Rash of 13 speeding penalties mystifies many drivers at Atlanta

1 Comment

HAMPTON, Ga. – Kasey Kahne joked that he picked the right day to be “probably way too slow on pit road.”

The Hendrick Motorsports driver’s fourth-place finish in the Folds of Honor QuikTrip 500 was notable for two reasons: his first top five since a third at Charlotte Motor Speedway last October and a perfect driving record in the pits.

The latter was impressive given that Atlanta Motor Speedway’s pit lane turned into a speed trap on par with any interstate highway on a holiday weekend.

“I was probably being way too careful,” Kahne said. “They told me a few times the guys got caught speeding in section 1, section 2, so I was just pretty careful. The last thing I needed was a speeding penalty with trying to fight back the whole race. I took my time.”

Many others didn’t. There were 13 speeding penalties called over the course of 500 miles at the 1.54-mile oval, including four involving Hendrick teammates Dale Earnhardt Jr., Chase Elliott and Jimmie Johnson (who was tagged twice). Kevin Harvick led a race-high 292 laps but finished ninth after getting tagged speeding during his final yellow-flag stop.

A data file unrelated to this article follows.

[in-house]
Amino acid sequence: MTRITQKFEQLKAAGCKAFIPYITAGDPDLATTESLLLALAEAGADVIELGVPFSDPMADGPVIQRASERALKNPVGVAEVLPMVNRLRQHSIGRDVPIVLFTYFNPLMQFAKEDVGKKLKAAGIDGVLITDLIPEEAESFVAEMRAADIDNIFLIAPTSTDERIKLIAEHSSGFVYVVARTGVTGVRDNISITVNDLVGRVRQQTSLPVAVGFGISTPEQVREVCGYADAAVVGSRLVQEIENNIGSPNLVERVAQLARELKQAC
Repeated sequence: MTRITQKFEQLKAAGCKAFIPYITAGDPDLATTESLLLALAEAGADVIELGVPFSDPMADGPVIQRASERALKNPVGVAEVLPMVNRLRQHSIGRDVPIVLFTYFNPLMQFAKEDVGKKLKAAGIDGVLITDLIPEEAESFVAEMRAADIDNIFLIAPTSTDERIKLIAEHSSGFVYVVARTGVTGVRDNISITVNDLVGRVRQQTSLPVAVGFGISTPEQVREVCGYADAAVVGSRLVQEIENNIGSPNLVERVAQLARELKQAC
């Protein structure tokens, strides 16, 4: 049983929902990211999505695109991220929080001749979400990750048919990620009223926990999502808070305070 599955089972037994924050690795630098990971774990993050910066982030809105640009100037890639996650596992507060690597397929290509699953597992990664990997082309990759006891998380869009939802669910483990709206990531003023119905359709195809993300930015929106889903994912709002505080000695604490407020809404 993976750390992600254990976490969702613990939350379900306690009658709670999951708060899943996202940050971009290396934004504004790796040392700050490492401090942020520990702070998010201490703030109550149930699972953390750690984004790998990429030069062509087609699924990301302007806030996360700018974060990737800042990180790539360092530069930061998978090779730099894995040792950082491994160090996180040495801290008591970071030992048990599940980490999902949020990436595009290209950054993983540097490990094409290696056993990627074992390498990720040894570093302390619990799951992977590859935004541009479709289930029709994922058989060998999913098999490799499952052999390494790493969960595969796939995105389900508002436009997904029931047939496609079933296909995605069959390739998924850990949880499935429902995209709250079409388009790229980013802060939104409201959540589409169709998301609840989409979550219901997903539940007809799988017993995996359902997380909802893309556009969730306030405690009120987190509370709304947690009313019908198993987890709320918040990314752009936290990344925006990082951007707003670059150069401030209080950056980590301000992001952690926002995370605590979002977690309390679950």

It followed a Daytona 500 in which there were only four speeding penalties, and Kahne speculated that many teams discovered they were well under the limits.

“Last week at Daytona everyone was 2 mph from speeding,” Kahne said. “This week everybody is right at it. I think all the teams probably pushed a little harder this week after last week’s times.”

Elliott suspected he knew the reason why he was speeding but didn’t want to disclose it.

“Probably the same reason Kevin did,” Elliott said. “I think we were in the same spot. Same zone. He looked fast when he rolled through there. It was the same box that I got caught up in, so I think I know why, but that’s not for me to tell you.”

Elliott said it wasn’t attributable to shaking off the rust in the season’s second race.

“There’s something that I think a lot of guys are kind of aware of that goes on on pit road, and that’s something we need to address kind of internally,” he said. “But I have a pretty good reasoning, and I think why it was, but I really don’t want everybody else to know.”

This was the first race at Atlanta since NASCAR expanded its timing lines in the pits last season, and runner-up Kyle Larson said that could have been a factor.

“I stayed pretty cautious on my pit road lights because everybody was getting popped for speeding,” Larson said. “I was very, very shocked that Kevin had gotten caught that last pit stop.  I felt like me and Chase were closing on him down pit road.”